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Posts Tagged "global warming"

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Storm Warnings: Climate Change and Extreme Weather–The Latest E-Book from SA

Storm Warnings -- ebook cover

Scientific American launched its e-Book program this summer, starting with The Science of Sports: Winning in the Olympics. Each month, we add new titles selected from the most relevant issues facing science today. For November, we turn our attention to our immediate environment. Hurricanes. Blizzards. Flooding. Drought. If extreme weather events like these seem to be [...]

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Cross-Check

Freeman Dyson, global warming, ESP and the fun of being “bunkrapt”

Should a scientist who believes in extrasensory perception—the ability to read minds, intuit the future and so on—be taken seriously? This question comes to mind when I ponder the iconoclastic physicist Freeman Dyson, whom the journalist Kenneth Brower recently profiled in The Atlantic‘s December issue. "The Danger of Cosmic Genius" explores Dyson’s denial that global [...]

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Cross-Check

“Neuroframing” the global warming issue won’t win converts

Last week the Garrison Institute, a retreat center just a few miles down the Hudson River from my home, hosted an impressive symposium on “Climate, Mind and Behavior.” An organizer made the mistake of inviting me to the meeting’s wrap-up session Friday. As a brochure put it, the symposium brought together 75 “thought leaders and [...]

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Expeditions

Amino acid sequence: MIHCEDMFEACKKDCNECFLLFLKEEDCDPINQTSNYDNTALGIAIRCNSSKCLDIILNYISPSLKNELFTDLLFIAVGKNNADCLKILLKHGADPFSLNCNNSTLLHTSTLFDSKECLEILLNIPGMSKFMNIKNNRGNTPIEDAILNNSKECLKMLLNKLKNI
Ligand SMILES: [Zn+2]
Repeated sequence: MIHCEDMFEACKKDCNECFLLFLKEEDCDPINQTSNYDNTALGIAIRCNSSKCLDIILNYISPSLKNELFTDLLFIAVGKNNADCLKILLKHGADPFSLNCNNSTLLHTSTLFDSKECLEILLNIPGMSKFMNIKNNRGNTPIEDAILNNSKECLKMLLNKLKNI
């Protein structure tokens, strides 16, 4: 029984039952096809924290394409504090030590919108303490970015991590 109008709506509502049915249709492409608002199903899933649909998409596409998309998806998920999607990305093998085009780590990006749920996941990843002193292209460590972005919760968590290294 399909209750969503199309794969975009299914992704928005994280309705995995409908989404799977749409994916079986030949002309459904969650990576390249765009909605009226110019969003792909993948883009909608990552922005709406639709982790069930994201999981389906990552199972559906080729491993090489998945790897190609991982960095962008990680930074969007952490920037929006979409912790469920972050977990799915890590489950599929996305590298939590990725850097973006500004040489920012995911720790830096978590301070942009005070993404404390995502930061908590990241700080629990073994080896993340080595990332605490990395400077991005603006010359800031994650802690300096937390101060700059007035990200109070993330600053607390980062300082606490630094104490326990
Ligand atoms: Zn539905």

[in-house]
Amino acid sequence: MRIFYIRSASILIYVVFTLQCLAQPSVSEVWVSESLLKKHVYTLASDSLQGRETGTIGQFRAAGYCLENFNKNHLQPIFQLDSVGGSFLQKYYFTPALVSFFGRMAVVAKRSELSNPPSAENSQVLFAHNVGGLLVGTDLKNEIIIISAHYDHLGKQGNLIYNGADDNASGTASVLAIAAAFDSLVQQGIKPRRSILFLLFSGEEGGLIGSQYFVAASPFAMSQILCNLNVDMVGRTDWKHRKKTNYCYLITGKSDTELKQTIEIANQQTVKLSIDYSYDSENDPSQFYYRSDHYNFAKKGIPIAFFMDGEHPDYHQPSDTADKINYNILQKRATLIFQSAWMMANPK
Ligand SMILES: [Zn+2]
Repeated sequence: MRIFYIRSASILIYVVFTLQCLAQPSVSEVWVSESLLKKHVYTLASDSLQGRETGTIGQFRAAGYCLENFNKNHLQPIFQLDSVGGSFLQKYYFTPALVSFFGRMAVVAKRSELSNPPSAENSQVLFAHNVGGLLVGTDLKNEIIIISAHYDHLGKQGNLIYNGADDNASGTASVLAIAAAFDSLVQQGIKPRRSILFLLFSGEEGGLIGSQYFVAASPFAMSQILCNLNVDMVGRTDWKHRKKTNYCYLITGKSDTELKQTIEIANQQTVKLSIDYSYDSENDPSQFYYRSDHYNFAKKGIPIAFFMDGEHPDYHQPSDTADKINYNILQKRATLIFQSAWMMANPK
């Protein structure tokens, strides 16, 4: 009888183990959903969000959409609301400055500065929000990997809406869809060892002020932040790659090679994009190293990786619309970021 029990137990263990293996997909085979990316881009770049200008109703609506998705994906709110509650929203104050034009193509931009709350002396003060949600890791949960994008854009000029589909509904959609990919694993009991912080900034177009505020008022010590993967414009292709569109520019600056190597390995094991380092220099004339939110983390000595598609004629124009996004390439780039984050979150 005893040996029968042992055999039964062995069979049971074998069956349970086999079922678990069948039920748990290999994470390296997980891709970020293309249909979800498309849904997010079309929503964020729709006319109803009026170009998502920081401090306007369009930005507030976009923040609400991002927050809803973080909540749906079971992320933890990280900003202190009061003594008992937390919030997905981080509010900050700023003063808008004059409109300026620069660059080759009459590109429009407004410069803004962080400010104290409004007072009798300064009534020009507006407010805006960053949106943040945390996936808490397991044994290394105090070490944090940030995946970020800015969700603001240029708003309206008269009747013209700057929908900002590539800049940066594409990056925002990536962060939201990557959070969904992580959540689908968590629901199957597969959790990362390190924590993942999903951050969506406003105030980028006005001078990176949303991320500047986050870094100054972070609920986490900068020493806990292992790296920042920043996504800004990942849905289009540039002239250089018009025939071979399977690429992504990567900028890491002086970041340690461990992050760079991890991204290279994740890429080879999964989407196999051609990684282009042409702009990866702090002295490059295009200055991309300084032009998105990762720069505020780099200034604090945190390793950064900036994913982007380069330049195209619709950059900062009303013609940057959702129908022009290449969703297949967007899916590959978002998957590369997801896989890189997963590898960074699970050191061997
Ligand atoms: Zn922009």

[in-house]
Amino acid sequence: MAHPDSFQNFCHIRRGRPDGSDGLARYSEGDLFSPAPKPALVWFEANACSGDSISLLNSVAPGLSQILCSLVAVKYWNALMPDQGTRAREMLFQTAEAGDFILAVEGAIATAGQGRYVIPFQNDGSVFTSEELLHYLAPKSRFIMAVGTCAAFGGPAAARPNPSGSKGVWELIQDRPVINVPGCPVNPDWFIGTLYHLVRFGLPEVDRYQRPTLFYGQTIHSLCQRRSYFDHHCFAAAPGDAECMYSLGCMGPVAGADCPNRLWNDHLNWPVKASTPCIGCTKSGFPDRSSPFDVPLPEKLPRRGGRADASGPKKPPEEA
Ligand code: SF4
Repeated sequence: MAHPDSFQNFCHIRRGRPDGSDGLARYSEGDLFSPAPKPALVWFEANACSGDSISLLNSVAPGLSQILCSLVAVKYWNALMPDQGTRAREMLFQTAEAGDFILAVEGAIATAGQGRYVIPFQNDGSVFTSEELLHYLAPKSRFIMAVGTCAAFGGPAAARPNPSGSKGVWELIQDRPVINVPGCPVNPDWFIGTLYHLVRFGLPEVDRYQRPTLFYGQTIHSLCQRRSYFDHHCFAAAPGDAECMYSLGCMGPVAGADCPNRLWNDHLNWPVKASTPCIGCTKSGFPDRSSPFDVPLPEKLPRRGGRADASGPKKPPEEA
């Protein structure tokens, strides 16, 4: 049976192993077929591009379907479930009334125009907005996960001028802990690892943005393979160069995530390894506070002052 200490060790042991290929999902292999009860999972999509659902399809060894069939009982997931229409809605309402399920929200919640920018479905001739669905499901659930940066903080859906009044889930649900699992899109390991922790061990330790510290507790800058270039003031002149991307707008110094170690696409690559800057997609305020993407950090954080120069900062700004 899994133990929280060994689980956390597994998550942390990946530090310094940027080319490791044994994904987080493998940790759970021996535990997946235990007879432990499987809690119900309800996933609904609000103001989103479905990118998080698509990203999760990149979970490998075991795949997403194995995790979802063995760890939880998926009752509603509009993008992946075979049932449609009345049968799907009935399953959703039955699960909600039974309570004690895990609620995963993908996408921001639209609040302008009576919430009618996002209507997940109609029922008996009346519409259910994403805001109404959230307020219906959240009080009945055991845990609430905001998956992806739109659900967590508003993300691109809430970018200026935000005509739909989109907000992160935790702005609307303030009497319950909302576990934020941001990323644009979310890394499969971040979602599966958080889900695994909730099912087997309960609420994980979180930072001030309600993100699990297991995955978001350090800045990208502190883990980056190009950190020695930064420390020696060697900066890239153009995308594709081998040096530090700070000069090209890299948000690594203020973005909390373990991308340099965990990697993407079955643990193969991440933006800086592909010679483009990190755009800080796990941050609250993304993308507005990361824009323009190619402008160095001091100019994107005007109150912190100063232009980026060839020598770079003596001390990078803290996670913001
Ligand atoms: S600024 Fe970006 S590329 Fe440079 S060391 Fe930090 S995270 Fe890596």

The Return to Nepal: In Search of Soot

Ulyana Horodyskyj drilling on the frozen surface of Spillway Lake, Ngozumpa glacier, Nepal. She is studying the thermal properties of the water, through temperature sensor buoys in the depths of the lake.

Editor’s Note: This is the first installment in a new series by Ulyana Horodyskyj, who chronicled an earlier expedition to Nepal in a series called, “Climbing Mount Everest,” which can be found by clicking here. Horodyskyj’s work focuses determining how airborne particles such as dust and soot that settle on massive glaciers alter how snow [...]

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Expeditions

Climbing Mount Everest: Black Soot on White Snow

Smog in the air, even at 17,000 feet, near Mount Everest base camp.

Editor’s Note: This is the fifth and final post in a series by geologist Ulyana Horodyskyj. She climbed several peaks in the Himalaya Mountains to try to determine how airborne particles such as dust and soot that settle on massive glaciers alter how snow and ice melt, which could affect climate change as well as [...]